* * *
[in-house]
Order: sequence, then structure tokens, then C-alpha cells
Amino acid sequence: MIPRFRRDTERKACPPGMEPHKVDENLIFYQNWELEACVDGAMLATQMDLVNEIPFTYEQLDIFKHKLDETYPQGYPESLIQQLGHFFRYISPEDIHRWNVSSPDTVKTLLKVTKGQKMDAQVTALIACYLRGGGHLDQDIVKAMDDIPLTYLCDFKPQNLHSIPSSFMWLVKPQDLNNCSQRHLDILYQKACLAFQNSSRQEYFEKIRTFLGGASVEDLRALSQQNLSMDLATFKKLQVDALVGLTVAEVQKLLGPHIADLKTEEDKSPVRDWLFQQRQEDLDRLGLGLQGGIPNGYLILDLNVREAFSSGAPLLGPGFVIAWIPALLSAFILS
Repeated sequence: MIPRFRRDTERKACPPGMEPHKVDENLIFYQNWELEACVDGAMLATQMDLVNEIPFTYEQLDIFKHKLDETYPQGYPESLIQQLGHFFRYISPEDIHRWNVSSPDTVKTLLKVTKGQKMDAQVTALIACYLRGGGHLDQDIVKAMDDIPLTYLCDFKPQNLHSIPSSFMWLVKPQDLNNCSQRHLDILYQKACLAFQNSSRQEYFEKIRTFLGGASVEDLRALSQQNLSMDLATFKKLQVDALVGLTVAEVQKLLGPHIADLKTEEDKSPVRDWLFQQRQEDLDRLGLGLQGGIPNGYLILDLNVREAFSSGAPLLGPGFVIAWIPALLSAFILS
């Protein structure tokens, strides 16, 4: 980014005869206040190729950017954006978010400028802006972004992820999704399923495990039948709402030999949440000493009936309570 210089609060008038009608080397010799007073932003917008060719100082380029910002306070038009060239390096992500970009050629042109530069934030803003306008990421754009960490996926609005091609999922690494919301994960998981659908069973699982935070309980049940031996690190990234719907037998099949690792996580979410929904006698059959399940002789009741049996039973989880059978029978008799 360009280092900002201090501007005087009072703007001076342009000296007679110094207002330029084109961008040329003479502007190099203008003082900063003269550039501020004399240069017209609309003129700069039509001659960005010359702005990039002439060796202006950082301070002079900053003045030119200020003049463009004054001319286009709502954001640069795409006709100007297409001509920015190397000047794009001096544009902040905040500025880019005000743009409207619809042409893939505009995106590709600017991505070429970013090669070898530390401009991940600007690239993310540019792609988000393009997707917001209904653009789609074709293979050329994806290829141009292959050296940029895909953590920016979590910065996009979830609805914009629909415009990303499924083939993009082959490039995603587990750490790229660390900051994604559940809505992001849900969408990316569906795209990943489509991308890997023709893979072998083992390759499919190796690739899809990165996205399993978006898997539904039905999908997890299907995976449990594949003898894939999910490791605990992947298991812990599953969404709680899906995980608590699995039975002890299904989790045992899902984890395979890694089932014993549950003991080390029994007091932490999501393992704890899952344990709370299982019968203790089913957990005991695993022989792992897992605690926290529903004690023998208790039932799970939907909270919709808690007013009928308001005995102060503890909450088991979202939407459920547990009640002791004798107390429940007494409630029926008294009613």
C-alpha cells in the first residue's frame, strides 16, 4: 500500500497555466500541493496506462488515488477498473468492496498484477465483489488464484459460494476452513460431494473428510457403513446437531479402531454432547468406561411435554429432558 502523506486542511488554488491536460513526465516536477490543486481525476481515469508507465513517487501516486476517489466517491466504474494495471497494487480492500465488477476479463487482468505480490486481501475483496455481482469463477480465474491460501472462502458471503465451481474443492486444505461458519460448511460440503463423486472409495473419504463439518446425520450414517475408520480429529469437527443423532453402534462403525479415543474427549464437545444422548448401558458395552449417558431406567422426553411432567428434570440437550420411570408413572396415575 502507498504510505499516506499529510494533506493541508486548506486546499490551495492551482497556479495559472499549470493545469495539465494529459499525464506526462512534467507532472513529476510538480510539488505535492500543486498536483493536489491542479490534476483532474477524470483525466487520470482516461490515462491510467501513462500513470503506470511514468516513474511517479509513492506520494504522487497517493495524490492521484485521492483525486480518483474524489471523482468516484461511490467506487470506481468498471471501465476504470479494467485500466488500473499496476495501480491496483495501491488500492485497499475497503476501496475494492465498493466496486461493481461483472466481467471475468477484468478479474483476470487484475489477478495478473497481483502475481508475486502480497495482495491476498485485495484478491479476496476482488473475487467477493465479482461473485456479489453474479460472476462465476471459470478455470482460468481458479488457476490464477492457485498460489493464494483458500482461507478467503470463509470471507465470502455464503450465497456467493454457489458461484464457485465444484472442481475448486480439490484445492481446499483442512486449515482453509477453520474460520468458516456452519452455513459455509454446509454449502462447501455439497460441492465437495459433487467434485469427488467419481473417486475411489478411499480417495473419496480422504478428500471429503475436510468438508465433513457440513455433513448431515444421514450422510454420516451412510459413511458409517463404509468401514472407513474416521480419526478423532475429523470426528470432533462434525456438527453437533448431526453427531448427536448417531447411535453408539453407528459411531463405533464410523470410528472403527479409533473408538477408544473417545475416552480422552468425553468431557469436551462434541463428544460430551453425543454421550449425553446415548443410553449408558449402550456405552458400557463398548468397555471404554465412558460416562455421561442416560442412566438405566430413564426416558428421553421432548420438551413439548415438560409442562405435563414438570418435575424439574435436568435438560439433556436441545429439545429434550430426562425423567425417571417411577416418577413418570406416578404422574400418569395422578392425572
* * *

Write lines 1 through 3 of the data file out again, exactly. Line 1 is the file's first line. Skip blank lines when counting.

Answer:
[in-house]
Order: sequence, then structure tokens, then C-alpha cells
Amino acid sequence: MIPRFRRDTERKACPPGMEPHKVDENLIFYQNWELEACVDGAMLATQMDLVNEIPFTYEQLDIFKHKLDETYPQGYPESLIQQLGHFFRYISPEDIHRWNVSSPDTVKTLLKVTKGQKMDAQVTALIACYLRGGGHLDQDIVKAMDDIPLTYLCDFKPQNLHSIPSSFMWLVKPQDLNNCSQRHLDILYQKACLAFQNSSRQEYFEKIRTFLGGASVEDLRALSQQNLSMDLATFKKLQVDALVGLTVAEVQKLLGPHIADLKTEEDKSPVRDWLFQQRQEDLDRLGLGLQGGIPNGYLILDLNVREAFSSGAPLLGPGFVIAWIPALLSAFILS